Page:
Revue : PloS ONE

Maternal Antibody Transmission in Relation to Mother Fluctuating Asymmetry in a Long-Lived Colonial Seabird:The Yellow-Legged Gull Larus michahellis
Auteur :
Hammouda A., Selmi1 S., Pearce-Duvet J., Chokri M. A., Arnal A., Gauthier-Clerc M., Boulinier T.
Extrait :
Female birds transfer antibodies to their offspring via the egg yolk, thus possibly providing passive immunity against infectious diseases to which hatchlings may be exposed, thereby affecting their fitness. It is nonetheless unclear whether the amount of maternal antibodies transmitted into egg yolks varies with female quality and egg laying order. In this paper, we investigated the transfer of maternal antibodies against type A influenza viruses (anti-AIV antibodies) by a long-lived colonial seabird, the yellow-legged gull (Larus michahellis), in relation to fluctuating asymmetry in females, i.e. the random deviation from perfect symmetry in bilaterally symmetric morphological and anatomical traits. In particular, we tested whether females with greater asymmetry transmitted fewer antibodies to their eggs, and whether within-clutch variation in yolk antibodies varied according to the maternal level of fluctuating asymmetry. We found that asymmetric females were in worse physical condition, produced fewer antibodies, and transmitted lower amounts of antibodies to their eggs. We also found that, within a given clutch, yolk antibody level decreased with egg laying order, but this laying order effect was more pronounced in clutches laid by the more asymmetric females. Overall, our results support the hypothesis that maternal quality interacts with egg laying order in determining the amount of maternal antibodies transmitted to the yolks. They also highlight the usefulness of fluctuating asymmetry as a sensitive indicator of female quality and immunocompetence in birds.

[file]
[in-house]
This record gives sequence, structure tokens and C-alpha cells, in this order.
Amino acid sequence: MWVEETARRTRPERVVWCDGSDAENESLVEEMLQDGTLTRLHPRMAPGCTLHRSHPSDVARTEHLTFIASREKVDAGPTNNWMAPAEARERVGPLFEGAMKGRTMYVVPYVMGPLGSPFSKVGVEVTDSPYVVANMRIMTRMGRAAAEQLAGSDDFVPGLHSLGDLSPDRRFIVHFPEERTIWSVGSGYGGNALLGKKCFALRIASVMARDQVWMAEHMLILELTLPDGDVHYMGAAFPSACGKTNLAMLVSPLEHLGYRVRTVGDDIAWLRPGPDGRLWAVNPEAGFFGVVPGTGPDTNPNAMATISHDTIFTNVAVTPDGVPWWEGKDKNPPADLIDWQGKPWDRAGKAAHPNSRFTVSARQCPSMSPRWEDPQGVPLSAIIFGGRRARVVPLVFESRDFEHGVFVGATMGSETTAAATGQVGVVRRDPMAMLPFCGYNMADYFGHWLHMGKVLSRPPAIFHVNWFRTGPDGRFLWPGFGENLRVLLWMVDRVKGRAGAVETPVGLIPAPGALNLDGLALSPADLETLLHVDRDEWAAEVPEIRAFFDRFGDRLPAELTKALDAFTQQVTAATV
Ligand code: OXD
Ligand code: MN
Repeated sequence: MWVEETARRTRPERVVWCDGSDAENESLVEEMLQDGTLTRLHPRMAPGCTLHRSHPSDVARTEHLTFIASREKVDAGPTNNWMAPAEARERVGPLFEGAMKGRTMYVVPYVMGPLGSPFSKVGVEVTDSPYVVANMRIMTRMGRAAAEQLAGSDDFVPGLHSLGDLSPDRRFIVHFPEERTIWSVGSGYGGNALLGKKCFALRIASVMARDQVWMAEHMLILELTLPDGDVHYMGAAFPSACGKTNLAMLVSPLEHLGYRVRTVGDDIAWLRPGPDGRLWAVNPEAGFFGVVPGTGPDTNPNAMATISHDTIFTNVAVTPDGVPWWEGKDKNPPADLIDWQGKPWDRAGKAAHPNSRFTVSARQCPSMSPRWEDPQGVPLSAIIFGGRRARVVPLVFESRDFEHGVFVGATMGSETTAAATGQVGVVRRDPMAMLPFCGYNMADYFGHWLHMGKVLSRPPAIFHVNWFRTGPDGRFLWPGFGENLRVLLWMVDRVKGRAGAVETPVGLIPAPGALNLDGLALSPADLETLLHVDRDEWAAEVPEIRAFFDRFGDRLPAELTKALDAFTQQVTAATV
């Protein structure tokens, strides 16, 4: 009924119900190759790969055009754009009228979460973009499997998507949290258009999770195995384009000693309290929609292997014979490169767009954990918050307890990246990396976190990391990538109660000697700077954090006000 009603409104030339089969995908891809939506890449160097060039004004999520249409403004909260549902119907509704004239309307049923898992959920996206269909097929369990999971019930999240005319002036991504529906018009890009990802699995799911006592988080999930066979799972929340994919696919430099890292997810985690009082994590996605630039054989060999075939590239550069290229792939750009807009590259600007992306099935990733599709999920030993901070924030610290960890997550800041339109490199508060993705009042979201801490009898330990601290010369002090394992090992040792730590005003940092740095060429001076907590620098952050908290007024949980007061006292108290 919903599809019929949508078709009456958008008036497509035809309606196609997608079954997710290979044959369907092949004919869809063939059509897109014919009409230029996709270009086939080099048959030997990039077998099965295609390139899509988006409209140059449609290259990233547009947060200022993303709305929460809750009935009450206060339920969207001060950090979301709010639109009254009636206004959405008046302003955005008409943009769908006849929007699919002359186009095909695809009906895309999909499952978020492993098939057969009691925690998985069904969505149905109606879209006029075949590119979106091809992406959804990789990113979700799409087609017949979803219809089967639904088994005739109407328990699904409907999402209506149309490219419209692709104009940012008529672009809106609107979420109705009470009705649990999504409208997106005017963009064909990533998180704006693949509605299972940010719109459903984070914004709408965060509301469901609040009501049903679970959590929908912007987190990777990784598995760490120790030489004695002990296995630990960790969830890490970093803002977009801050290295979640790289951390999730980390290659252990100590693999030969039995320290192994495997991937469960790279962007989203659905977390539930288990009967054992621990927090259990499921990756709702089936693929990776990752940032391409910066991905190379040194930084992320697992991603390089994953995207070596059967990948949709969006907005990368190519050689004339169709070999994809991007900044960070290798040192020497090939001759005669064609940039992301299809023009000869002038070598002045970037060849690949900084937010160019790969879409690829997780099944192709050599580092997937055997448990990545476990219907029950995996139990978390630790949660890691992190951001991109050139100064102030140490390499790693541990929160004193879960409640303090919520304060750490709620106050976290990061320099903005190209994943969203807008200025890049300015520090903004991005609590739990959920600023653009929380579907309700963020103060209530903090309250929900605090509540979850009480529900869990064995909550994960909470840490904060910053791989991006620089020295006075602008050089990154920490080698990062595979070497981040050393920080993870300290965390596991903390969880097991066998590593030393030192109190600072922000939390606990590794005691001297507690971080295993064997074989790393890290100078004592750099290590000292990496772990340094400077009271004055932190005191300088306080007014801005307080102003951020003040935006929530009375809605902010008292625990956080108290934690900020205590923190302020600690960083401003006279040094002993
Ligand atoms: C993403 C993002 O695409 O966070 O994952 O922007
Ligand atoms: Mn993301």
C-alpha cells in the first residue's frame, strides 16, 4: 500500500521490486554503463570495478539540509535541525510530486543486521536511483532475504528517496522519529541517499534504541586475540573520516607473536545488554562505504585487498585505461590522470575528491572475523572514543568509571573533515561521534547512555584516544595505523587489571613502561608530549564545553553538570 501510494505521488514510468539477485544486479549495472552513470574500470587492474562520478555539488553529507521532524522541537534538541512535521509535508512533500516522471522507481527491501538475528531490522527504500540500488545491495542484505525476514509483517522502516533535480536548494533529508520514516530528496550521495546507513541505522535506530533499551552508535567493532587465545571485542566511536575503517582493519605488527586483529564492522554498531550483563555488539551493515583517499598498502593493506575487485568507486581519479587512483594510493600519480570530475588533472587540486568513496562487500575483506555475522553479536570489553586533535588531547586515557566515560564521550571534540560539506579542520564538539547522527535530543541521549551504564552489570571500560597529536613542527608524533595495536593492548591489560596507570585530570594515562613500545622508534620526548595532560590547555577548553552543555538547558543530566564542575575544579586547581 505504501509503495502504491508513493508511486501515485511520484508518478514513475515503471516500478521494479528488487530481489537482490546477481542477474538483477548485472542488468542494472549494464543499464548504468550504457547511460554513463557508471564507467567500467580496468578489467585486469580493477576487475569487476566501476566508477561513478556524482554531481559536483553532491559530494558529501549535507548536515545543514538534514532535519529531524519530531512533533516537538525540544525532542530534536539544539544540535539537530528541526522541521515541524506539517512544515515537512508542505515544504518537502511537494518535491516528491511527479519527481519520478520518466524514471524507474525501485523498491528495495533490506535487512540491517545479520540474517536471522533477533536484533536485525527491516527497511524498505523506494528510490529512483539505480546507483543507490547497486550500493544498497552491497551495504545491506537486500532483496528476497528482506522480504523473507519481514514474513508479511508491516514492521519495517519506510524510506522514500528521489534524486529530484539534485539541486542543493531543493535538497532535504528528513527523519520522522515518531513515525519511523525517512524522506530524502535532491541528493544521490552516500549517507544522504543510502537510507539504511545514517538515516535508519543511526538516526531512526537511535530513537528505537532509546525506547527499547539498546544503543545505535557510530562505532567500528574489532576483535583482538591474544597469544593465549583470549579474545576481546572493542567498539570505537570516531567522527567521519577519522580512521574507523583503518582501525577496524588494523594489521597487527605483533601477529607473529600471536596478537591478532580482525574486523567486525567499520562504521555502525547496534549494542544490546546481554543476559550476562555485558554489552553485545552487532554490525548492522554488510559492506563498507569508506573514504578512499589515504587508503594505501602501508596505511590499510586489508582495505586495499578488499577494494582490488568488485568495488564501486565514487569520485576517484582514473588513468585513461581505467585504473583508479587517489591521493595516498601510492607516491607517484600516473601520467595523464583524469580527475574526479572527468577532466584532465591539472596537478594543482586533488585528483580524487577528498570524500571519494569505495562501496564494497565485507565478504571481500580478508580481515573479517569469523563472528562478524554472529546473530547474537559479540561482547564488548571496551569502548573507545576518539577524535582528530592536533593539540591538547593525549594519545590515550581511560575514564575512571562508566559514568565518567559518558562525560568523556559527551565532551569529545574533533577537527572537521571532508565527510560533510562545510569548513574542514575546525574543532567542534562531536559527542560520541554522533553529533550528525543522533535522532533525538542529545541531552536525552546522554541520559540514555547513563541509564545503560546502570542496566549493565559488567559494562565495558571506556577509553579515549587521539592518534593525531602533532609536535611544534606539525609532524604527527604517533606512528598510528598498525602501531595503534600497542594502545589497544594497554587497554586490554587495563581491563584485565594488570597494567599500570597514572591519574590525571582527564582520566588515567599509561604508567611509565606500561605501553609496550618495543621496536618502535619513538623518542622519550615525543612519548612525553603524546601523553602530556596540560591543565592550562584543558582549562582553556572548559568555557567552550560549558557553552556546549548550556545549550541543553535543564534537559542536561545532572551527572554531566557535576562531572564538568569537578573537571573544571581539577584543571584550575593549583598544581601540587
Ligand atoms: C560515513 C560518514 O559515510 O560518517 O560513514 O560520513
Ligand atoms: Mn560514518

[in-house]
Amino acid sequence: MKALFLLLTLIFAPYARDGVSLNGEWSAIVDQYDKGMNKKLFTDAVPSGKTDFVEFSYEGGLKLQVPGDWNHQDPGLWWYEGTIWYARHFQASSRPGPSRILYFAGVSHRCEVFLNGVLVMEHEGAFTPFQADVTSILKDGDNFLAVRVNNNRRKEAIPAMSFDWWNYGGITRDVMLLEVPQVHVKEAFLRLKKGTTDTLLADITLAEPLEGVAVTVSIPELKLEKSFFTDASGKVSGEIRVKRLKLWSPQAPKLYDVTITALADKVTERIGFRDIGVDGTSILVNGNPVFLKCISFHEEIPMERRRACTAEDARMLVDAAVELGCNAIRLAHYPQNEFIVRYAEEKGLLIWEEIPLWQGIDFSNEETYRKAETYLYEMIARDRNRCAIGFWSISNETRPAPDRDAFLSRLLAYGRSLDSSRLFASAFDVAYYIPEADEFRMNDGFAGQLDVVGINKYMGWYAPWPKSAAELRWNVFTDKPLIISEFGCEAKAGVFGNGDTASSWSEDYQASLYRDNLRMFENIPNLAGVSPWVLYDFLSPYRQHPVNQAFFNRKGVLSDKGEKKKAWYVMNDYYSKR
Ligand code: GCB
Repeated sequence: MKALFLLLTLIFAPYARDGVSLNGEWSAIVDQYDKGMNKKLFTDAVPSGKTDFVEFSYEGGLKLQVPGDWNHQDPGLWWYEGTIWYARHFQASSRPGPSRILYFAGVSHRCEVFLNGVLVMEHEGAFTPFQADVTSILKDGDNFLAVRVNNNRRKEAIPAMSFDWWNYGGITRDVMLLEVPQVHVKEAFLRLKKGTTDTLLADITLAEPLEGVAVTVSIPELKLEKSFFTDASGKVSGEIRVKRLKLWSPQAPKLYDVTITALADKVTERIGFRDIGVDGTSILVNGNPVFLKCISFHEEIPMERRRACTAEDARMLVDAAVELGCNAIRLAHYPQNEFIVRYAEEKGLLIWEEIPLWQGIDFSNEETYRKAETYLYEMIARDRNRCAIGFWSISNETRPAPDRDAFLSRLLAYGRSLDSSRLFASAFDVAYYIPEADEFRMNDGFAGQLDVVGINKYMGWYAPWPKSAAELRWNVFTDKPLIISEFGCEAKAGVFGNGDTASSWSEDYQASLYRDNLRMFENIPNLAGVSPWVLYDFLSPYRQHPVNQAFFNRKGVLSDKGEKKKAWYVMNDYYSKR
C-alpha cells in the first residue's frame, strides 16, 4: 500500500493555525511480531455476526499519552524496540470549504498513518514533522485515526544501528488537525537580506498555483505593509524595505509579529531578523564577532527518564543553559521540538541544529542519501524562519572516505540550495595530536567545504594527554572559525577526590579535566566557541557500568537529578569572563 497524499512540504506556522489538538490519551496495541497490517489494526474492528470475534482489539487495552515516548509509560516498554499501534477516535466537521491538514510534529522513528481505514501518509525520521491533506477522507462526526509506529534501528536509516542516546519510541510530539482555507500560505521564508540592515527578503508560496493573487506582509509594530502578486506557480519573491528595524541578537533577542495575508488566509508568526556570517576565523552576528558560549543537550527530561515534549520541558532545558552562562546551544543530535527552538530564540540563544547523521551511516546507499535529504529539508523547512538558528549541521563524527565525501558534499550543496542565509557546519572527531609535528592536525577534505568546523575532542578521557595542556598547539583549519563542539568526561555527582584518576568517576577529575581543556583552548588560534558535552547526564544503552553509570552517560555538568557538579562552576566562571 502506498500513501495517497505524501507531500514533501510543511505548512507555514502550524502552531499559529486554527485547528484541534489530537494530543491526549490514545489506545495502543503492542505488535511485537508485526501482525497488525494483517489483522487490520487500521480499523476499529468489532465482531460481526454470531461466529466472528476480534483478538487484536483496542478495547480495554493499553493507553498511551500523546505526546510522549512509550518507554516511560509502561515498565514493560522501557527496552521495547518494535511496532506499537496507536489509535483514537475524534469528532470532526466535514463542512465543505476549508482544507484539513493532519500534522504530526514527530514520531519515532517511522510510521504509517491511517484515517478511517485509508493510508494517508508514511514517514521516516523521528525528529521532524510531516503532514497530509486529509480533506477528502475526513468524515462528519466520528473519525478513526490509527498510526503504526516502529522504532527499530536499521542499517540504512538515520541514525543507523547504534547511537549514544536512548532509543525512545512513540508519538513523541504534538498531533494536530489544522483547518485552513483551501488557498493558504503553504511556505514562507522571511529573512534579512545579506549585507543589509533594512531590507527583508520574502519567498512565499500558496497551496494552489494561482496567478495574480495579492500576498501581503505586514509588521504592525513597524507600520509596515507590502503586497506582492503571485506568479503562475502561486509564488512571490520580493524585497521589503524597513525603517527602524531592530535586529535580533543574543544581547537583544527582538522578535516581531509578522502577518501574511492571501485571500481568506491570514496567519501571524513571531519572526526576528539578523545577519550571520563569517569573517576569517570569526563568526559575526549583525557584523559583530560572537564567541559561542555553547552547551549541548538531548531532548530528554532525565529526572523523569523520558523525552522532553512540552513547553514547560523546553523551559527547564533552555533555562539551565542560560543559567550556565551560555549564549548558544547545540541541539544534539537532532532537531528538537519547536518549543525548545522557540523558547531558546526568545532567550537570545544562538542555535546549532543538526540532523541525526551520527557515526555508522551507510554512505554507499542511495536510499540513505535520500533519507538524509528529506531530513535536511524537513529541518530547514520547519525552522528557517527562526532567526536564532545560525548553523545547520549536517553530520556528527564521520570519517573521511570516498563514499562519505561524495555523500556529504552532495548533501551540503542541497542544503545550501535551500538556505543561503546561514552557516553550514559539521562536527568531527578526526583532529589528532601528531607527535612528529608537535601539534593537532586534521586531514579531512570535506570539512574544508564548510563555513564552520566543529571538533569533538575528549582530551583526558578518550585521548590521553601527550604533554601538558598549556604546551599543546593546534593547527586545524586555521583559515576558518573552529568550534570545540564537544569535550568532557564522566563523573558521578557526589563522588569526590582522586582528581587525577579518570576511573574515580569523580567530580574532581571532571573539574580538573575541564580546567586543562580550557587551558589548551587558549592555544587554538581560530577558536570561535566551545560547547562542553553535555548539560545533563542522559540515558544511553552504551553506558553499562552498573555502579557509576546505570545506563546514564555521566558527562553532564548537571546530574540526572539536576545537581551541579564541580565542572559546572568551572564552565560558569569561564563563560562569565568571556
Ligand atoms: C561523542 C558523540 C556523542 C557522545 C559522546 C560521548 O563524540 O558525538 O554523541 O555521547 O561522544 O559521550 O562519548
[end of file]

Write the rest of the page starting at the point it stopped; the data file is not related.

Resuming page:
Références bibliographiques complètes :
Hammouda A, Selmi S, Pearce-Duvet J, Chokri MA, Arnal A, et al. (2012) Maternal Antibody Transmission in Relation to Mother Fluctuating Asymmetry in a Long-Lived Colonial Seabird: The Yellow-Legged Gull Larus michahellis. PLoS ONE 7(5): e34966. doi:10.1371/journal.pone.0034966